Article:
In Memory of (see notes below also)


57th Bn, Machine Gun Corps (Inf)
who died on
Friday, 4th October 1918.



Commemorative Information



Grave Reference/
Panel Number:

V. B. 5.


Cambrai is a town about 32 kilometres south-east of Arras on the main straight road to Le Cateau. From the Cambrai inner ring road take the D942, Solesmes road, for approximately 1.5 kilometres to find the Cemetery on the right hand side of the road.

Historical Information:

Cambrai was occupied by German forces on the 26th August 1914, and it remained in German hands until the 9th October 1918. The Battle of Cambrai, 1917 (20th November to 3rd December), left the British line still eight kilometres from the city on the South-West side, and the German offensive of March 1918, drove it far to the West; but the Battle of Cambrai, 1918, the last of the Battles of the Hindenburg Line, delivered the city into British hands. It was very severely damaged, and the main square was still burning two days after the fight. In October and November four Casualty Clearing Stations were posted at Cambrai. The city was later "adopted" by the County Borough of Birkenhead. Cambrai East Military Cemetery was made by the Germans during their occupation (in addition to their plots in the Porte-de-Paris Cemetery), and laid out with the greatest care, and monuments were erected in it to the French, British, and German dead; and on the 11th August 1918, as an inscription in the cemetery records, the Bavarian Commandant handed over to the city the care and maintenance of the cemetery. The graves have now been regrouped. The British Plots are numbered I to VI, in the South-East corner, and VII, near the North side, on the left of the entrance. Plots I to IV were made by British troops after the capture of Cambrai; V and VI contain 69 graves brought from the battlefields East and South of the city; and VII contains the graves of British prisoners. There are now over 500, 1914-18 war casualties commemorated in this site. Of these, nearly 30 are unidentified and special memorials are erected to seven soldiers from the United Kingdom, known to be buried among them. Another special memorial records the name of a soldier from the United Kingdom, buried by the enemy in Cauroir Communal Cemetery, whose grave could not be found. The cemetery covers an area of about 20,066 square metres, of which 1,656 square metres are occupied by the British plots.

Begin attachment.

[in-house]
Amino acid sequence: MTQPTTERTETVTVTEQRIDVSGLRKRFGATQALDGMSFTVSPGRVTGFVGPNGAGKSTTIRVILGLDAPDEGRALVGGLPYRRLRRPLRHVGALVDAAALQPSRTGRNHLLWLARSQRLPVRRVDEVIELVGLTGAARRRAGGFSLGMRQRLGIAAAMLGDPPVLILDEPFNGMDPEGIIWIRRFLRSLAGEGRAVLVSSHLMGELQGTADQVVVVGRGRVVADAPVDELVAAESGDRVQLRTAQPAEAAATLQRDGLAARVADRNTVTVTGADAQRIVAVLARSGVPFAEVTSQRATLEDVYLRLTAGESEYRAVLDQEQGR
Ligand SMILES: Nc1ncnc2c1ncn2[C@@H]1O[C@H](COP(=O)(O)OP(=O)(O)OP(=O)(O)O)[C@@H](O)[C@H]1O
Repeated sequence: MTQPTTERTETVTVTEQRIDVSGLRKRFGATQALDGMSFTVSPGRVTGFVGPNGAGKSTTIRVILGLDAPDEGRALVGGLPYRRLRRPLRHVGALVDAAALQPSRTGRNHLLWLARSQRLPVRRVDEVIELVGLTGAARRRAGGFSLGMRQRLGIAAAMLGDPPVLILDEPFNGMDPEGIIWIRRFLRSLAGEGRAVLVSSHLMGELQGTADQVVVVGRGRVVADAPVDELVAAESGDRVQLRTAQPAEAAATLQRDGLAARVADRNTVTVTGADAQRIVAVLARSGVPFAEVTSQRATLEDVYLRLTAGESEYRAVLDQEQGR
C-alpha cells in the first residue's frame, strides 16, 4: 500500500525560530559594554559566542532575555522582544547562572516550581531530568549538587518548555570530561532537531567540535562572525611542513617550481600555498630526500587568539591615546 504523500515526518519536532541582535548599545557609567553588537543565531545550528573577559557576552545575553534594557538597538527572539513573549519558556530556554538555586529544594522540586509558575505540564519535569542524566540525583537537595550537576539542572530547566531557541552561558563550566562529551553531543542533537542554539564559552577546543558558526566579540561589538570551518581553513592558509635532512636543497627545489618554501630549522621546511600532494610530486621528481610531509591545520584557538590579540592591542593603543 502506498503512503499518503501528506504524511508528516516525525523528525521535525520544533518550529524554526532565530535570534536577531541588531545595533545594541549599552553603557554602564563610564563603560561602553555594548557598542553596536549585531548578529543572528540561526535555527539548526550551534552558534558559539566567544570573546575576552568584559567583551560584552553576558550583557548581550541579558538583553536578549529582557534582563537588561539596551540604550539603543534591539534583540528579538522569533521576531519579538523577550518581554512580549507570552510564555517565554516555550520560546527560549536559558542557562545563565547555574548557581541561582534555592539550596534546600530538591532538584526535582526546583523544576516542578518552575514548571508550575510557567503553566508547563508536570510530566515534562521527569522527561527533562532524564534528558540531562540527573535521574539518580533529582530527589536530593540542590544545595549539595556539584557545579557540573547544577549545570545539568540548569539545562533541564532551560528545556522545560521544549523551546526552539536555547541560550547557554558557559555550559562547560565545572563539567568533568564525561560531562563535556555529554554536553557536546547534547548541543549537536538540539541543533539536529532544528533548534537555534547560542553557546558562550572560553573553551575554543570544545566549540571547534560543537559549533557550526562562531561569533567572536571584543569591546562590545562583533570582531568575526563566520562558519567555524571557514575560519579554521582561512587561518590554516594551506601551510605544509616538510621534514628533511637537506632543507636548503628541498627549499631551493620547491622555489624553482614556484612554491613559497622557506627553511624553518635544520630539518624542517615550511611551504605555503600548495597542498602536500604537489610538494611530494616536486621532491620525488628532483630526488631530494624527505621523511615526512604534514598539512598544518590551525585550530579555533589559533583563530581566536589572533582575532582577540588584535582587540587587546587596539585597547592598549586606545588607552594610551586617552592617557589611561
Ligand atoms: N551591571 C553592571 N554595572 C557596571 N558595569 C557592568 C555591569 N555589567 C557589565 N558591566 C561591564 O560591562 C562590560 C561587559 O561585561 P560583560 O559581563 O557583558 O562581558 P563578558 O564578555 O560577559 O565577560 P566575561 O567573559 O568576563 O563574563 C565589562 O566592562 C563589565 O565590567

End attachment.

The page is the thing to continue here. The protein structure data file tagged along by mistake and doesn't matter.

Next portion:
Notes from Ken Trotter about his fatherís death and the letter from the Army.


The original is written in freehand on quite flimsy lined paper.


Dear Mrs. Trotter,

                           It is my sad duty  to write to you about your husband Private Trotter.


On the night of Oct 2nd,your husband went forward with his officer and team to occupy a certain position. We had a report in the next day saying that they had been surrounded by the enemy.

Attempts were made to rescue the party and it was not until a few days after that we were able to reach them and there we found the body of your husband.

I can assure you that death must have been instantaneous in his case and his body was removed to a suitable burial place. I send you the sympathy of his comrades and Officers of his company and we feel proud that he and the men with him stuck to their guns as they did. It will be some comfort to you to know that your husband died at his post doing his duty.

                                                          Yours faithfully


                                                         " Signature not clear"


And for that my mother was 'awarded' a princely sum of approx' 25 shillings a week to bring up a family of three growing lads. Which ceased on reaching the age of 14 .